AIR Currents

April 16, 2009

April 16, 2009

Editor's Note: On Saturday, February 7, major bushfires broke out across the southeastern Australian state of Victoria. Known as the Black Saturday fires, the disaster was the deadliest fire in Australia's history and one of the country's most costly natural disasters of any kind. Weeks later, while pockets were still smoldering, AIR undertook a post-disaster survey of some of the hardest-hit areas north of Melbourne. In this article Dr. Praveen Sandri, Managing Director of AIR's Hyderabad office, reports on the February fires and the findings of AIR's survey1 . AIR Senior Research Scientist Dr. Tomas Girnius adds some background on the history of bushfires in Australia and on the nature of the peril today.

At the end of January and continuing into February of 2009, southeastern Australia was hit by an unprecedented heat wave. Already suffering from a decade-long drought, the region additionally had received no rainfall at all for more than a month. Conditions were so volatile that on Wednesday, February 5th, Victoria state fire and police officials held a joint media conference to warn the public of the danger of bushfires breaking out. On Saturday, February 7th, temperatures in Melbourne, the capital of Victoria, rose above 46°C (115°F). It was the highest temperature ever recorded in the city since record-keeping officially began in 1859.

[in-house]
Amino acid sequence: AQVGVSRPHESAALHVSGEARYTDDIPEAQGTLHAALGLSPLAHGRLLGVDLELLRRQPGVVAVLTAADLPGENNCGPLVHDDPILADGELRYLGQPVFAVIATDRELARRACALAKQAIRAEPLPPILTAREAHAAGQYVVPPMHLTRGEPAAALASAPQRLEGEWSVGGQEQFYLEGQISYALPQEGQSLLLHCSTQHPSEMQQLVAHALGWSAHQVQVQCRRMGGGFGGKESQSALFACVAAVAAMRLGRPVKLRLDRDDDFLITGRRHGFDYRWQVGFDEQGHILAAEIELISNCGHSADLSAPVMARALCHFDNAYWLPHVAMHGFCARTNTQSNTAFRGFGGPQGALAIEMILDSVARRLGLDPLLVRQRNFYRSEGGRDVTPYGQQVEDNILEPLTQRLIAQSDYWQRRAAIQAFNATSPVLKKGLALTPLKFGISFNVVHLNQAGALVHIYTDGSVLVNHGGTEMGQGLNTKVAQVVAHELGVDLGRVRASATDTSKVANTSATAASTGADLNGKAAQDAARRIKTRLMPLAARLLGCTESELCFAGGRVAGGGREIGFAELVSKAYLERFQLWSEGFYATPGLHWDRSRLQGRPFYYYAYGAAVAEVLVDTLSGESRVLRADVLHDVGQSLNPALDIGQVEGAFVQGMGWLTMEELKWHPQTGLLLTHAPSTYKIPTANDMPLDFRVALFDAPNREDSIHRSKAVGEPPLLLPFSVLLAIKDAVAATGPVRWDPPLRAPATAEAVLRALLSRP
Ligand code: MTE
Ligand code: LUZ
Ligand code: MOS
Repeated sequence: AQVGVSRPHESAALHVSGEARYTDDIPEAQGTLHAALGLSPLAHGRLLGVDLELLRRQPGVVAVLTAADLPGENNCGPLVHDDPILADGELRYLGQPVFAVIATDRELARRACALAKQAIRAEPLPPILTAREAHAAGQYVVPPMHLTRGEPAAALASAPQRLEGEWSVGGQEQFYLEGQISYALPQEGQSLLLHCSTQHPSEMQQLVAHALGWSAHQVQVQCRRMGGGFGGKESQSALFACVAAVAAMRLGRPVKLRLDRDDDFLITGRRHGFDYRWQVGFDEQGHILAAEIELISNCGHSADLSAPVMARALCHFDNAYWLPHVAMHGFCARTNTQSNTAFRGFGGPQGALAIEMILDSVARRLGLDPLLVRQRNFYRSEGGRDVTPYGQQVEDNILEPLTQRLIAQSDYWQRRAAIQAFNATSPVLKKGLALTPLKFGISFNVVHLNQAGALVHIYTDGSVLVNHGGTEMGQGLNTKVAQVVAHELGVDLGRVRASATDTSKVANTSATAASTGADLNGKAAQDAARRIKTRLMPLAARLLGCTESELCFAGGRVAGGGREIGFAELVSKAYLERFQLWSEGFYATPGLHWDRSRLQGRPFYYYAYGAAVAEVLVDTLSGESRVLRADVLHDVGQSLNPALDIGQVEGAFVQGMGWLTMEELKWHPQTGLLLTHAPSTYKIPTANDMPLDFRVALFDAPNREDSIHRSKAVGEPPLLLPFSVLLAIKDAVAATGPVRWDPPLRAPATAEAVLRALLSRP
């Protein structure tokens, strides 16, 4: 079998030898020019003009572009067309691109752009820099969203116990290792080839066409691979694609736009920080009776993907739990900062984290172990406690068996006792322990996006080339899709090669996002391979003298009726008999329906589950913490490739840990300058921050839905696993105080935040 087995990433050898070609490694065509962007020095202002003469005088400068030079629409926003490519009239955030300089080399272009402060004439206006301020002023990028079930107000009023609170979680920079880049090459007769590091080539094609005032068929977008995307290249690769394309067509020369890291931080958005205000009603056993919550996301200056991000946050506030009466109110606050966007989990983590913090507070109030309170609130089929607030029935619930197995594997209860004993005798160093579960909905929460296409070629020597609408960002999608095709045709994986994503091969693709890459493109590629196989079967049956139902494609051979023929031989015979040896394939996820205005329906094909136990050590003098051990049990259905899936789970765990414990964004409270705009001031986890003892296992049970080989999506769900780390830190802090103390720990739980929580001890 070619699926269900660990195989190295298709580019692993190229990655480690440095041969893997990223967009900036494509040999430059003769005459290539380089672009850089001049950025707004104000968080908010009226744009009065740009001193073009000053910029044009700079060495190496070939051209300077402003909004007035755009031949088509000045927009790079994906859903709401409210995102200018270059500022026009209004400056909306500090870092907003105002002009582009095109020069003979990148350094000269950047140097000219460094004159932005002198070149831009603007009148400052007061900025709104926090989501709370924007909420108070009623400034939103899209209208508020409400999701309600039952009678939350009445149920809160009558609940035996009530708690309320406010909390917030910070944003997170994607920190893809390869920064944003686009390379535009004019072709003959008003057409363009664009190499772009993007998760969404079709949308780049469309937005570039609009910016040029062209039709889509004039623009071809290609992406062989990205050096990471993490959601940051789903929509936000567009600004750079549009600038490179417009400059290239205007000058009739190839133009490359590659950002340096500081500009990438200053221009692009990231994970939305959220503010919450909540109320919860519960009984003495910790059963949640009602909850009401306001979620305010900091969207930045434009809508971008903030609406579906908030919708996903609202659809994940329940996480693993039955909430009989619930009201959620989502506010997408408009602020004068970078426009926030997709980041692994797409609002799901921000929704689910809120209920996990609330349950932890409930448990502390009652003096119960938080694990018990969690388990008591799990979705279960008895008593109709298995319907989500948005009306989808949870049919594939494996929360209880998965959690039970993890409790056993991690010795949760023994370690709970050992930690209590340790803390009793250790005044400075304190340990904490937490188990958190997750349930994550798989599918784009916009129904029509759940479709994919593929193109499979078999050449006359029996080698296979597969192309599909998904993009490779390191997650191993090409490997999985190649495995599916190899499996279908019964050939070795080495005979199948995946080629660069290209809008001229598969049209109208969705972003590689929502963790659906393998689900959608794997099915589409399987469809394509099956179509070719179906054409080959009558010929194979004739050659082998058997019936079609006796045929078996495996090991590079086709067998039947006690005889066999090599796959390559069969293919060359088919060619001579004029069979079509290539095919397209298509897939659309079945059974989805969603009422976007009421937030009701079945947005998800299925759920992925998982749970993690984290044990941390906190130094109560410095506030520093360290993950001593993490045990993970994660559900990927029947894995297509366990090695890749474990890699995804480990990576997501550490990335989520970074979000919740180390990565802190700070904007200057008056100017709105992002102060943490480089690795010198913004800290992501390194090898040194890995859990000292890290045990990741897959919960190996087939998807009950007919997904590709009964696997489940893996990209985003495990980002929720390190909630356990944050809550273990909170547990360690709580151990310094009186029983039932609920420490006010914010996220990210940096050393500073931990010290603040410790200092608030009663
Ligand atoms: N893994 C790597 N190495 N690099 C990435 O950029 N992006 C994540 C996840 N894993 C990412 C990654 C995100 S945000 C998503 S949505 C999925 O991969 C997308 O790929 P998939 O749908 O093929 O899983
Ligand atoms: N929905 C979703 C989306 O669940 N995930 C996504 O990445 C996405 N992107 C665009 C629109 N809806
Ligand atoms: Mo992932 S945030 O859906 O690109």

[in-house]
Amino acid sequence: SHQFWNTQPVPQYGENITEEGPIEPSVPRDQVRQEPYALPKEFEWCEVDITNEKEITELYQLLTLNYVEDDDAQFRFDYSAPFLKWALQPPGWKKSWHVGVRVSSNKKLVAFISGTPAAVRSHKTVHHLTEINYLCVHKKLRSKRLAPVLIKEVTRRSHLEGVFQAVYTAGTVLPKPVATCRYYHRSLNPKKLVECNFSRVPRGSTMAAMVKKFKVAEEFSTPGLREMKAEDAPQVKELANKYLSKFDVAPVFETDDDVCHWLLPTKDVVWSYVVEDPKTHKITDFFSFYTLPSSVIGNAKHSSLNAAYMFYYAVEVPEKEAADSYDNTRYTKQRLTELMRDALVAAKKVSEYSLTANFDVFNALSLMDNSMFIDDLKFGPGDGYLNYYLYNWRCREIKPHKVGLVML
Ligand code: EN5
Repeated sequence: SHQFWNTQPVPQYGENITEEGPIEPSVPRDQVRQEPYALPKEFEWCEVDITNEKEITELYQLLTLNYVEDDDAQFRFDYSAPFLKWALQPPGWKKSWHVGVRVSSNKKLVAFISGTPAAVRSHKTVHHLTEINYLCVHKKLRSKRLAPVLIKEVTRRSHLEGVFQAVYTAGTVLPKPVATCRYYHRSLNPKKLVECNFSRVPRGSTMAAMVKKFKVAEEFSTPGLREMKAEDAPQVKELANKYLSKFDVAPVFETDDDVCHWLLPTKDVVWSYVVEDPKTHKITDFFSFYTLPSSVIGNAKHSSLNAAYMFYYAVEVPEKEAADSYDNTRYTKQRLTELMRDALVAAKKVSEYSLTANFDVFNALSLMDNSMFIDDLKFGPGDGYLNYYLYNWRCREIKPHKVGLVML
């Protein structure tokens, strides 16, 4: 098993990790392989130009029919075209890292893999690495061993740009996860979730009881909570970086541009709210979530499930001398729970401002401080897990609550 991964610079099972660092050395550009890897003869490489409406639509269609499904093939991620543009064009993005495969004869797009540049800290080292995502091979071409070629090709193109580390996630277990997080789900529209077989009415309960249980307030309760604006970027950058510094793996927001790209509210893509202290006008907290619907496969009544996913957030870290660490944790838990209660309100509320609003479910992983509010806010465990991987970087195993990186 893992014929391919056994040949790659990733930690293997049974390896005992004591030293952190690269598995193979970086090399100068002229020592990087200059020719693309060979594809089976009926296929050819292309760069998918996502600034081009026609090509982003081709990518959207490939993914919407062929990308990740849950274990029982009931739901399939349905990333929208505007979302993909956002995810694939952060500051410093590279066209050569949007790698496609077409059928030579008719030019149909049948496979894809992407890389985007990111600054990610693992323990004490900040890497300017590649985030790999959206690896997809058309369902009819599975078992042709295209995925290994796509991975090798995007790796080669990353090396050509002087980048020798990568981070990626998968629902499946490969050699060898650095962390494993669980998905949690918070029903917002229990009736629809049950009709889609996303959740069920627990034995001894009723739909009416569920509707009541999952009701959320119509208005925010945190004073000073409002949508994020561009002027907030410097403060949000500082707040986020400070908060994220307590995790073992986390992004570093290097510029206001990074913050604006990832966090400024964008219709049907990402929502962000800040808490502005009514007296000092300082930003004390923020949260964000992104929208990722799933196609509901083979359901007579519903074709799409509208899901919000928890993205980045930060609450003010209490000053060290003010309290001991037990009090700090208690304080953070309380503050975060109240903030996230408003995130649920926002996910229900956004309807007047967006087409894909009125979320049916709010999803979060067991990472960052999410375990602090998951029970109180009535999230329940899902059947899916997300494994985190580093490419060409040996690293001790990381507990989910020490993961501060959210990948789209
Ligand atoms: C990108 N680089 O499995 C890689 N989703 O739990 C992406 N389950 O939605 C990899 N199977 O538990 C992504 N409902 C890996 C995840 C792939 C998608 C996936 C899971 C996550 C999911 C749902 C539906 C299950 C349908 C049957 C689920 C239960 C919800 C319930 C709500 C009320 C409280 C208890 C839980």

That morning a fire was reported about 65 km (40 mi) north of Melbourne. It was the first of six major fires that began that day alone. Propelled by wind speeds gusting to more than 95 km/h (59 mph), the fires raced across the parched region. Within a few days 210 people had been killed, 500 injured, and nearly 8,000 left homeless. More than 2,000 homes were destroyed—among some 3,500 structures destroyed in all. More than 4,400 km2 (1,700 sq miles) of land was burned. Current estimates suggest insured losses of between AUD 1.0 billion and 1.5 billion.

The Victoria Bushfires of 2009

The "Black Saturday" fires were the deadliest natural disaster to strike Australia in over a century. The first of the fires reported that day was called in from the small town of Kilmore East. The fire quickly erupted into a massive blaze and spread to the south and east in the direction of the nearby towns of Wandong, Kinglake West, Kinglake Central, and Kinglake. Another fire, the Murrindindi Mill Fire (which is still being investigated for having a suspicious origin) was reported three hours later near a closed sawmill about 50 km (31 mi) east of Kilmore. It then spread south and east, toward the town of Marysville about 16 km (10 mi) away.